Read more on "Tips for Visiting Amazing Tampa, Florida" »
Tampa, the third largest city in Florida, is cozily located on the shores of Tampa Bay. According to one version, the city got its name from the Indian word “tampa,” which meant “fiery sticks” – “lightning” to the Indians. Indeed, this natural phenomenon occurs here very often during summer storms.
Tampa has its own international airport along with the largest sea port in Florida. Lowry Park Zoo is in town with a large aviary where birds live in a natural habitat; there are also places here where visitors can pet the animals and even feed them.
The reptile exhibit and terrarium are especially popular, too. While touring Tampa, you can ride on a very old tram that rolled the city’s streets about 50 years ago. Incidentally, several main servers of Wikipedia are located in Tampa, and one of the four Salvador Dali museums of the world is here – this one known eponymously.
The oldest district of Tampa is called Ybor City; it once had a large diaspora of Hispanics and was famous for its cigar factories – which produced some of the best cigars outside of Latin America.
Now the district is a tourist resort area, and there are a lot of museums dedicated to the city’s history. Among them is an excellent cigar museum where you can trace the complete history and process of making the one-time best cigars in all of Florida – possibly of the whole U.S.
Another favorite spot is “Adventure Island” water park. On this 30-acre territory there are all kinds of water slides and activities. If you love adrenaline rushes, there are several high-speed slides – one a 25-meter plunge named “Water Typhoon.”
For kids, there is an entertainment paradise called “Splash Attack.” This place has plenty of carousels, swings, water slides, and other exciting rides.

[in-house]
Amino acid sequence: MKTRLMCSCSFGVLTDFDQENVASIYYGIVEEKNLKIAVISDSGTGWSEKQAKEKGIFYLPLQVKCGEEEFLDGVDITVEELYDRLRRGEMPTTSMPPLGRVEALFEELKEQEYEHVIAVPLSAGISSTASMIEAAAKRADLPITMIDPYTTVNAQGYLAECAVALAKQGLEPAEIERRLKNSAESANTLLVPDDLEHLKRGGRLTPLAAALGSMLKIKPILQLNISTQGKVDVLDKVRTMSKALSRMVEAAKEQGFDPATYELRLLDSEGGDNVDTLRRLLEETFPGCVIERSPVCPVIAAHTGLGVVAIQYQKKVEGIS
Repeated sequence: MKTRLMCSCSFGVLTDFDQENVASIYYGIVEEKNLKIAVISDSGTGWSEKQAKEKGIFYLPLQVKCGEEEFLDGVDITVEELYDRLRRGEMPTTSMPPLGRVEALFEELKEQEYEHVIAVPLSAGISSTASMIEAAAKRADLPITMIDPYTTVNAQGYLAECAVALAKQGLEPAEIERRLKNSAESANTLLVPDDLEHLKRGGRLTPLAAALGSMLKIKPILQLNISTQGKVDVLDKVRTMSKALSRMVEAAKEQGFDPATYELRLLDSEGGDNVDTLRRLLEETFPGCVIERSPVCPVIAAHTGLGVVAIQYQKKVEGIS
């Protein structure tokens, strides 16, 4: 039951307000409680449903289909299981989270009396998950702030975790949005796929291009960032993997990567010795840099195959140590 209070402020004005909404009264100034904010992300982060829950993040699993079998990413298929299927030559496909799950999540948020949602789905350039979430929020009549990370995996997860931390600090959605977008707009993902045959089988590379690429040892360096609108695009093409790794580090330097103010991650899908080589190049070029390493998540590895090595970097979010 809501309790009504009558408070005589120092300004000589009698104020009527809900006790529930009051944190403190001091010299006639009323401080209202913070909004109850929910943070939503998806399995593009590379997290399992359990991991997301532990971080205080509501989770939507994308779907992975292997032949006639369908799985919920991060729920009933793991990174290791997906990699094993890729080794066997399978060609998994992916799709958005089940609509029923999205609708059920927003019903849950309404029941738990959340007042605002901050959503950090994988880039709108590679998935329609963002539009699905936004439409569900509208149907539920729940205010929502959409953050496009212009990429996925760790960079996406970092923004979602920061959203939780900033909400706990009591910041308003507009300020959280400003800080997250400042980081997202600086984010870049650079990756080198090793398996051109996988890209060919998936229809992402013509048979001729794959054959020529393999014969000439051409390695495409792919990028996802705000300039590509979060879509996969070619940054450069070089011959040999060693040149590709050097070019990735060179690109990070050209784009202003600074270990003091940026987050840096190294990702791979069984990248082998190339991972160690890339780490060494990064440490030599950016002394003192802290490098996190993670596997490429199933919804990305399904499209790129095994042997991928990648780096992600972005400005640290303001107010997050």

Tampa is a fun city. The Gasparilla Pirate Festival, the most anticipated of the year, takes place at the end of January. According to legend, a pirate named José Gaspare (Gasparilla) once sailed in the waters of Tampa Bay.
This event was organized in honor of his brave and grandiose adventures. In 2015, the parade was the third largest in the United States, and the celebration had a $23 million impact on Tampa’s economy.
One of the largest architectural/engineering sites here is the Sunshine Skyway Bridge: at a length of nearly 7 kilometers, it is one of the longest continuous bridge spans in the Western Hemisphere. It connects St. Petersburg (yes, there is a city in the USA named St. Petersburg) with Terra Ceia on the southern shore of Tampa Bay.
This bridge was opened in 1987 to replace an old one of the same name, which collapsed in 1980 when a freighter collided with a support column.
The Sunshine Skyway Bridge looks fantastic from any angle. Its pylons are painted yellow, a symbol of sunlight – since Florida is called the “Sunshine State.” At night, the pylons are backlit in gold, emphasizing their graceful shape.
The bridge connects the main resorts along the Gulf Coast of Florida and is a spectacular sight from both land and sea.
Because of the excellent climate, this nice sunny town attracts a large number of tourists every year. If you get tired of wandering and sightseeing, you can just loll on the white sand beach and enjoy the emerald waters of Tampa Bay.
Read more on "A Perfect Fall Weekend In Hayes Valley, San Francisco" »
Today, a walk around San Francisco’s Hayes Valley is bound to lead to a sidewalk café, a hidden coffee shop, or a buzzing new pop-up restaurant. The neighborhood is beloved by discerning city dwellers who come here to shop and sup, while visitors who make it to Hayes often look like they’ve just stumbled in on a secret.
In the phoenix that is Hayes Valley, atmospheric hangouts and hip boutiques rose from the ashes of the destructive 1989 Loma Prieta earthquake. The quake damaged a 40-foot-tall section of the Central Freeway above Hayes Valley, which, at the time, skewed far more seedy than trendy. After the bridge languished amid a city-planning tug-of-war, it was torn down in 2003, freeing up space for redevelopment and paving the way for one of SF’s most beguiling neighborhoods, a centrally located stretch north of the Mission District and west of SoMa that just keeps getting better. Visitors can’t walk a block without encountering a “Now Open” sign beckoning them into a new space.
“Hayes has a small-town feel in the middle of the city,” says Charles Bililies, the restaurateur behind Souvla, a chic, Hayes Valley Greek space with a cult following. “When I was planning Souvla, I looked at many neighborhoods [before choosing Hayes]; I even moved here nine months before Souvla opened in 2014.”
Here’s where to start your exploration of Hayes Valley:
Where to Eat and Drink